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The transition to a low-carbon economy creates real career opportunities

Friday, August 16, 2013

Meg Munn MP recently met Peter Abson and Will Large from National Grid to discuss careers in science, engineering and technology, particularly for women. They told Meg that National Grid believe that the transition to a low-carbon economy creates real opportunities for UK businesses, but only if we have a workforce of skilled engineers able to develop and deliver new technologies. They estimate that 58% of new jobs in the economy in the next 10 years, and 29% of all jobs, will need a background in science, engineering, technology or maths (STEM).

National Grid have developed a range of programmes to bring engineering to life for young people, including ‘School Power’ sessions for primary school children based on exploring energy and material. The company also facilitate after school ‘Imagineering’ clubs for 11 year olds with hands on projects and organise challenging engineering projects for sixth formers through the Engineering Education Scheme.

In November 2012, National Grid opened a new 4 million training centre in Nottinghamshire, the High Voltage Technologies Facility, which is part of a 20 million development of their Learning and Development Centre at Eakring, near Newark. The Centre is the only one of its kind in the UK energy industry.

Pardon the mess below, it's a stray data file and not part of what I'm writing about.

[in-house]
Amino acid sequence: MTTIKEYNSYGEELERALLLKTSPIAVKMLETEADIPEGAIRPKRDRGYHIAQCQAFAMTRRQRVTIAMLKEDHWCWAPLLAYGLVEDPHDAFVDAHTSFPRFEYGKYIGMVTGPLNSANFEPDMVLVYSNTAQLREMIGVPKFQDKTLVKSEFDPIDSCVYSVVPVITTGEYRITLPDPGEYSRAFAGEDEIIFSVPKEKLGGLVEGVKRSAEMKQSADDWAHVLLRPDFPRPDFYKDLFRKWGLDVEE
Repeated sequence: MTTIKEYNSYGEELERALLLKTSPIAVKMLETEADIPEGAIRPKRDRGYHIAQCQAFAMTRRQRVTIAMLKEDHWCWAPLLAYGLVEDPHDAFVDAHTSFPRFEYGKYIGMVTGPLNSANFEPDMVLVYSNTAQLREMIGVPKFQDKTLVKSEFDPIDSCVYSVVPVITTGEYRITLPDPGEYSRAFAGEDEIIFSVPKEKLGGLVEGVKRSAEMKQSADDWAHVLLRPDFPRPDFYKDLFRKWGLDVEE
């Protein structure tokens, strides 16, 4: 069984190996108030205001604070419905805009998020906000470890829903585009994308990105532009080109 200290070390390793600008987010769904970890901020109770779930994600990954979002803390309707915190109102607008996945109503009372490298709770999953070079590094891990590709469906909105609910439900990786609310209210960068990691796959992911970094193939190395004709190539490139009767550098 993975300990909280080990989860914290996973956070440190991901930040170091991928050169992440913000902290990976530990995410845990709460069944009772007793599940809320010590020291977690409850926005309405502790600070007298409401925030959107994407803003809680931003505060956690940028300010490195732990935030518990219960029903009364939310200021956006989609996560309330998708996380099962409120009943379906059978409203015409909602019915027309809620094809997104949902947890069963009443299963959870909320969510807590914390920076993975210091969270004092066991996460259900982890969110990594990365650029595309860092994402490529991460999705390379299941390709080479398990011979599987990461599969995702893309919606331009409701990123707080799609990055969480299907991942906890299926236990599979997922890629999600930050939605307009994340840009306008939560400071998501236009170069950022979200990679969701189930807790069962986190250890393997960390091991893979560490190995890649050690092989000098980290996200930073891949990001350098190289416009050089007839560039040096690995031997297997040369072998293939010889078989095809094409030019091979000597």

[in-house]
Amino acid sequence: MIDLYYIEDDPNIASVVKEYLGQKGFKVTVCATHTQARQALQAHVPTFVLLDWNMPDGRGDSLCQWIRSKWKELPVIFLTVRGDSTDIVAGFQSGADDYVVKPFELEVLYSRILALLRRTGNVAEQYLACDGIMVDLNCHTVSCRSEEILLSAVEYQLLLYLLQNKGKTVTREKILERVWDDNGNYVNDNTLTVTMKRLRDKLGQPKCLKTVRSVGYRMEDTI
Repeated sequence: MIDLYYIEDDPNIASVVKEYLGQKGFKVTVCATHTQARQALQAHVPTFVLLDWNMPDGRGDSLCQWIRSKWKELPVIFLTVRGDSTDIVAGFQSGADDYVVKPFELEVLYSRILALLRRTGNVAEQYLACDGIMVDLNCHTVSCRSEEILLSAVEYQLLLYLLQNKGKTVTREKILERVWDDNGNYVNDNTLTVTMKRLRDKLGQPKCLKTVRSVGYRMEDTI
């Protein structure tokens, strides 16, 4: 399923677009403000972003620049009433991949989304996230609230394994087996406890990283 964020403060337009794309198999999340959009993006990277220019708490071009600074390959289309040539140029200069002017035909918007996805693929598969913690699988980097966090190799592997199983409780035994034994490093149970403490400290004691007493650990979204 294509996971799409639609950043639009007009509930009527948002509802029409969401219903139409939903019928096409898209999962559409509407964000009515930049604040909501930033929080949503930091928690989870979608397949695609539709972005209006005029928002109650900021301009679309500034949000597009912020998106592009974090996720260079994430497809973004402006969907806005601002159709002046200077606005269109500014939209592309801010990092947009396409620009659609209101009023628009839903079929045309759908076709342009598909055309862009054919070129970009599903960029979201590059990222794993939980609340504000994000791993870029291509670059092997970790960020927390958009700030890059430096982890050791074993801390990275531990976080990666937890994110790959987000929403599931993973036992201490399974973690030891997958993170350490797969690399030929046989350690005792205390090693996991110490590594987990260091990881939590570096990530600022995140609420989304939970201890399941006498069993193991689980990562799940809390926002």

Regarding the numbers of women engaged in the workforce Peter told Meg that National Grid believes it is important to have a diverse workforce. The percentage of women currently in management positions is 25.5%, with 22.7% of employees throughout the company being women. Will emphasised that they do believe it is important to increase the attractiveness of engineering as a career for women, something they believe can be helped with good careers advice and female role models breaking down stereotypes.

Meg said:

“It is very encouraging that National Grid take seriously the need to increase the numbers of young people going into careers in engineering, and that they are keen to increase the participation of women in the industry. We know that children make their minds up early about possible future careers, so the work that is being done in primary schools is especially valuable.”

For information on the work in primary schools visit: http://www.nationalgrideducation.com/primary/

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